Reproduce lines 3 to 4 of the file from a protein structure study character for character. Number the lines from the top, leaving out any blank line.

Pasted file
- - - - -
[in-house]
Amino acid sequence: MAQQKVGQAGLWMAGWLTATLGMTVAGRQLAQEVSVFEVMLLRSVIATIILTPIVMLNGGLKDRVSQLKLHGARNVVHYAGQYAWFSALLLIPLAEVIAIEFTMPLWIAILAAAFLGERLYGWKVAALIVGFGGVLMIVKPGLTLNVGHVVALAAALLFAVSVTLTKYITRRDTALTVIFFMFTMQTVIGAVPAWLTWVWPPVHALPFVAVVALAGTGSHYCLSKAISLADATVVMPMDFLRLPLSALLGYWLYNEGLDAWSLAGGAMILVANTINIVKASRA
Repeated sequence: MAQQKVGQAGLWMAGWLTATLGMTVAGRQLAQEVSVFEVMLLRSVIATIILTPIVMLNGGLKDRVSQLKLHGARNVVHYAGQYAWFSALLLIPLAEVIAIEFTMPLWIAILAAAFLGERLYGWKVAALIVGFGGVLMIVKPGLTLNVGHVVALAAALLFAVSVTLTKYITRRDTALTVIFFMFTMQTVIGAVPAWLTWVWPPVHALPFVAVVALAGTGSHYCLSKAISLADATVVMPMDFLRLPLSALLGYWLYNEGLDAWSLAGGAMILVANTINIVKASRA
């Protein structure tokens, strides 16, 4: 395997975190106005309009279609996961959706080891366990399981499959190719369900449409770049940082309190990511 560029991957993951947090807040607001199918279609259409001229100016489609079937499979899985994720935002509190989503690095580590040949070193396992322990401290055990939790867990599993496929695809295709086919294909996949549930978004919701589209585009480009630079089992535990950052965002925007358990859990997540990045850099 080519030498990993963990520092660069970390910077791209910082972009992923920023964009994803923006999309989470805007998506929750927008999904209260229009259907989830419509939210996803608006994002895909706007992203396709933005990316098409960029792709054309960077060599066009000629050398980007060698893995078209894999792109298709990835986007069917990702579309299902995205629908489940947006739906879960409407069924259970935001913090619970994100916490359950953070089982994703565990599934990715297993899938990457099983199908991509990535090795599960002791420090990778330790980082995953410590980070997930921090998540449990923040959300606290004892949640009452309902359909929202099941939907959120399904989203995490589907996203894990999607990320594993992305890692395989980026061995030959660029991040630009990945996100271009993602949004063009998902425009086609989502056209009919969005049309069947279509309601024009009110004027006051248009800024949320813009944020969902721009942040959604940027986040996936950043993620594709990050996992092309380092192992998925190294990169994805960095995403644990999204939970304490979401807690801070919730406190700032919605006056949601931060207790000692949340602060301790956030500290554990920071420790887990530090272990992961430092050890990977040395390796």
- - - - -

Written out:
Repeated sequence: MAQQKVGQAGLWMAGWLTATLGMTVAGRQLAQEVSVFEVMLLRSVIATIILTPIVMLNGGLKDRVSQLKLHGARNVVHYAGQYAWFSALLLIPLAEVIAIEFTMPLWIAILAAAFLGERLYGWKVAALIVGFGGVLMIVKPGLTLNVGHVVALAAALLFAVSVTLTKYITRRDTALTVIFFMFTMQTVIGAVPAWLTWVWPPVHALPFVAVVALAGTGSHYCLSKAISLADATVVMPMDFLRLPLSALLGYWLYNEGLDAWSLAGGAMILVANTINIVKASRA
């Protein structure tokens, strides 16, 4: 395997975190106005309009279609996961959706080891366990399981499959190719369900449409770049940082309190990511 560029991957993951947090807040607001199918279609259409001229100016489609079937499979899985994720935002509190989503690095580590040949070193396992322990401290055990939790867990599993496929695809295709086919294909996949549930978004919701589209585009480009630079089992535990950052965002925007358990859990997540990045850099 080519030498990993963990520092660069970390910077791209910082972009992923920023964009994803923006999309989470805007998506929750927008999904209260229009259907989830419509939210996803608006994002895909706007992203396709933005990316098409960029792709054309960077060599066009000629050398980007060698893995078209894999792109298709990835986007069917990702579309299902995205629908489940947006739906879960409407069924259970935001913090619970994100916490359950953070089982994703565990599934990715297993899938990457099983199908991509990535090795599960002791420090990778330790980082995953410590980070997930921090998540449990923040959300606290004892949640009452309902359909929202099941939907959120399904989203995490589907996203894990999607990320594993992305890692395989980026061995030959660029991040630009990945996100271009993602949004063009998902425009086609989502056209009919969005049309069947279509309601024009009110004027006051248009800024949320813009944020969902721009942040959604940027986040996936950043993620594709990050996992092309380092192992998925190294990169994805960095995403644990999204939970304490979401807690801070919730406190700032919605006056949601931060207790000692949340602060301790956030500290554990920071420790887990530090272990992961430092050890990977040395390796």